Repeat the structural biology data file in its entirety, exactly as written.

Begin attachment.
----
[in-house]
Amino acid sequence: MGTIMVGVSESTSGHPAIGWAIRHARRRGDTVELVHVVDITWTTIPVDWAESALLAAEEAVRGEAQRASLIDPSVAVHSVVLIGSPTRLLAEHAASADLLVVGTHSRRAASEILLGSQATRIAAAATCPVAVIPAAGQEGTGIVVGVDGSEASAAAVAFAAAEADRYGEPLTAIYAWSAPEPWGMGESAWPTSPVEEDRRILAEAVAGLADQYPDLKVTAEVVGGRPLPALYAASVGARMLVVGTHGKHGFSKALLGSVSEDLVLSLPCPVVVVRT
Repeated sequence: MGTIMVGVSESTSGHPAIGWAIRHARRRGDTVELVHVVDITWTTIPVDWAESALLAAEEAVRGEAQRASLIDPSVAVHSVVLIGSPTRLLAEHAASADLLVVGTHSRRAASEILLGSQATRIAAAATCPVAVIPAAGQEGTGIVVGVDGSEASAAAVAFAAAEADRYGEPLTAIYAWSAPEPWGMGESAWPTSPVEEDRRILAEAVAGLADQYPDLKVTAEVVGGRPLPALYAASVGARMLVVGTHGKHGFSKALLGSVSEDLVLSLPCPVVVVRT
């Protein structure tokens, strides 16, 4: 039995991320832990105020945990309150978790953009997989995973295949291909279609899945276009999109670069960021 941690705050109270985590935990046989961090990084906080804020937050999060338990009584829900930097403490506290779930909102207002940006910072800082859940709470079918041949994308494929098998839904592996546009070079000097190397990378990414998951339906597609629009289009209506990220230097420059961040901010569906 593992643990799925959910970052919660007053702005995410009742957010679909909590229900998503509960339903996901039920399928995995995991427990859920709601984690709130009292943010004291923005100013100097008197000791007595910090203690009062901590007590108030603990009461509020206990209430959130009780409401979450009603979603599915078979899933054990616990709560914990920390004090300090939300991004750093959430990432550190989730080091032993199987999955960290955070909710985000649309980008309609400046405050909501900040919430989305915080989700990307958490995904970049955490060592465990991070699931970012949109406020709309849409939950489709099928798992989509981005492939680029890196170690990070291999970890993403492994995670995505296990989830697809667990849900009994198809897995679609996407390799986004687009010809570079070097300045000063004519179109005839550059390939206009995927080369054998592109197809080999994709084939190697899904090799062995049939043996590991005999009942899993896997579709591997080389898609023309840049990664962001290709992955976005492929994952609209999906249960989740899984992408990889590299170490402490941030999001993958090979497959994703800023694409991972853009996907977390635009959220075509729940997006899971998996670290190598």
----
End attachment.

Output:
[in-house]
Amino acid sequence: MGTIMVGVSESTSGHPAIGWAIRHARRRGDTVELVHVVDITWTTIPVDWAESALLAAEEAVRGEAQRASLIDPSVAVHSVVLIGSPTRLLAEHAASADLLVVGTHSRRAASEILLGSQATRIAAAATCPVAVIPAAGQEGTGIVVGVDGSEASAAAVAFAAAEADRYGEPLTAIYAWSAPEPWGMGESAWPTSPVEEDRRILAEAVAGLADQYPDLKVTAEVVGGRPLPALYAASVGARMLVVGTHGKHGFSKALLGSVSEDLVLSLPCPVVVVRT
Repeated sequence: MGTIMVGVSESTSGHPAIGWAIRHARRRGDTVELVHVVDITWTTIPVDWAESALLAAEEAVRGEAQRASLIDPSVAVHSVVLIGSPTRLLAEHAASADLLVVGTHSRRAASEILLGSQATRIAAAATCPVAVIPAAGQEGTGIVVGVDGSEASAAAVAFAAAEADRYGEPLTAIYAWSAPEPWGMGESAWPTSPVEEDRRILAEAVAGLADQYPDLKVTAEVVGGRPLPALYAASVGARMLVVGTHGKHGFSKALLGSVSEDLVLSLPCPVVVVRT
């Protein structure tokens, strides 16, 4: 039995991320832990105020945990309150978790953009997989995973295949291909279609899945276009999109670069960021 941690705050109270985590935990046989961090990084906080804020937050999060338990009584829900930097403490506290779930909102207002940006910072800082859940709470079918041949994308494929098998839904592996546009070079000097190397990378990414998951339906597609629009289009209506990220230097420059961040901010569906 593992643990799925959910970052919660007053702005995410009742957010679909909590229900998503509960339903996901039920399928995995995991427990859920709601984690709130009292943010004291923005100013100097008197000791007595910090203690009062901590007590108030603990009461509020206990209430959130009780409401979450009603979603599915078979899933054990616990709560914990920390004090300090939300991004750093959430990432550190989730080091032993199987999955960290955070909710985000649309980008309609400046405050909501900040919430989305915080989700990307958490995904970049955490060592465990991070699931970012949109406020709309849409939950489709099928798992989509981005492939680029890196170690990070291999970890993403492994995670995505296990989830697809667990849900009994198809897995679609996407390799986004687009010809570079070097300045000063004519179109005839550059390939206009995927080369054998592109197809080999994709084939190697899904090799062995049939043996590991005999009942899993896997579709591997080389898609023309840049990664962001290709992955976005492929994952609209999906249960989740899984992408990889590299170490402490941030999001993958090979497959994703800023694409991972853009996907977390635009959220075509729940997006899971998996670290190598």